The under attainment of pupils classified as White British who receive free school meals is without a doubt a considerable failing of our education system. It rightly deserves attention and resources. However, it is unacceptable to use this rhetoric to justify a focus on that group of pupils at the expense of other pupils who also require additional support. People who do this seem to forget that most minority ethnic groups have much higher rates of free school meal eligibility, with the exception of Indian and Chinese pupils. Indeed, many newer communities may not even be eligible to claim free school meals even though the Income Deprivation Affecting Children Index (IDACI) scores for where they live demonstrate that they are living in poverty. Others simply don’t take up the offer of free school meals. This has the effect of showing lower levels of school meal eligibility than in other circumstances would be the case (Strand 2016). As such their specific needs are often overlooked.

Finally, there is still much to do in ensuring that EAL and BME young people who do attain well at GCSE are able to gain access to the more prestigious universities, achieve higher degree outcomes than they are currently, and to make sure they are in paid employment commensurate to their qualifications so as not to be unequally subject to higher rates of unemployment. Sadly, too many are also still unequally subject to higher rates of unemployment despite their hard work and qualifications. Let’s celebrate the achievements but also be honest and open about what the headline data does not show and move to address the challenges that lay ahead so that there is equity in the education system for all.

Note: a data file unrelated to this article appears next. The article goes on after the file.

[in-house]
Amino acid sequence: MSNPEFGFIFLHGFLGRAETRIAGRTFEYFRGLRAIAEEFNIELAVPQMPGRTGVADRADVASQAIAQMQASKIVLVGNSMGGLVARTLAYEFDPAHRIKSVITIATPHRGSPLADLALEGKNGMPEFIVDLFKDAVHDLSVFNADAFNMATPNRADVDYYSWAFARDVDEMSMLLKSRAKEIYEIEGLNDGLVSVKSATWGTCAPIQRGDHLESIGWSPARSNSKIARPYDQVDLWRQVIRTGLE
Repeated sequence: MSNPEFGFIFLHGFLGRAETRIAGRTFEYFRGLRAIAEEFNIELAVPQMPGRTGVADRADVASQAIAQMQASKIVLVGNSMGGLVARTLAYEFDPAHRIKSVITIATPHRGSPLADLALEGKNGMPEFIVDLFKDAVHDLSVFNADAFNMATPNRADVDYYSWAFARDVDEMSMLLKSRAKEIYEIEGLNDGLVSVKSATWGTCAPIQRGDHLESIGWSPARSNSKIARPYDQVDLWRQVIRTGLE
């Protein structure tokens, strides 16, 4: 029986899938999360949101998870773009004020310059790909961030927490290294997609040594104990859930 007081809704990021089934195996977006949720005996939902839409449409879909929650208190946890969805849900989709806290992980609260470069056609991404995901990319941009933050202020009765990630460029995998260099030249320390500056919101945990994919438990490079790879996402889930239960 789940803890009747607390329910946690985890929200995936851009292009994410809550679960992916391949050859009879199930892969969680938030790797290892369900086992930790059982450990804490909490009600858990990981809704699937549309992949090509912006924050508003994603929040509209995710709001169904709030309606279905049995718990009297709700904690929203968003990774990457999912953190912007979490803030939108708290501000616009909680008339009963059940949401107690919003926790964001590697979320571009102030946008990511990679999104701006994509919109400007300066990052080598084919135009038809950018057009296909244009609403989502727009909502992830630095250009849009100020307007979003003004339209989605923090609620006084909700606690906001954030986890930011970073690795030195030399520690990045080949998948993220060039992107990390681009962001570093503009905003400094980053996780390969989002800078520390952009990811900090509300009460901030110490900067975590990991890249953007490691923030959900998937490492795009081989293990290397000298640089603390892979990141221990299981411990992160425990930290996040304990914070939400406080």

You can follow Sameena on twitter @EquitableEd



Burgess S (2014). Understanding the success of London’s schools. CMPO, University of Bristol.

Collier V (1987). Age and Rate of Acquisition of Second Language for Academic Purposes. TESOL Quarterly, 21(4 ) 617-641.

Cummins J (2008). BICS and CALP: Empirical and Theoretical Status of the Distinction by Jim Cummins: The University of Toronto. In: Street B & Hornberger NH (Eds.) Encyclopedia of Language and Education, 2nd Edition, Volume 2: Literacy. (pp. 71-83). New York: Springer.

Demie F, Hau A, & Mcdonald J (2016). Language Diversity and Attainment in Secondary Schools in England. London: Lambeth Research and Statistics Unit.

Evans G & Mellon J (2016). British Social Attitudes Report 33: Social Class (June 2016).  NatCen.  Available at:

Greaves E, Macmillan L & Sibieta L (2014). Lessons from London schools for attainment gaps and social mobility. SMCP Research Report SMCP-RR363

Strand S, Malmberg L, Hall J (2015). English as an Additional Language (EAL) and educational achievement in England: An analysis of the National Pupil Database. University of Oxford, Bell Foundation, Unbound and EEF.

Wilson D, Burgess S, Briggs A, (2005). The Dynamics of School Attainment of England’s Ethnic Minorities. CMPO University of Bristol.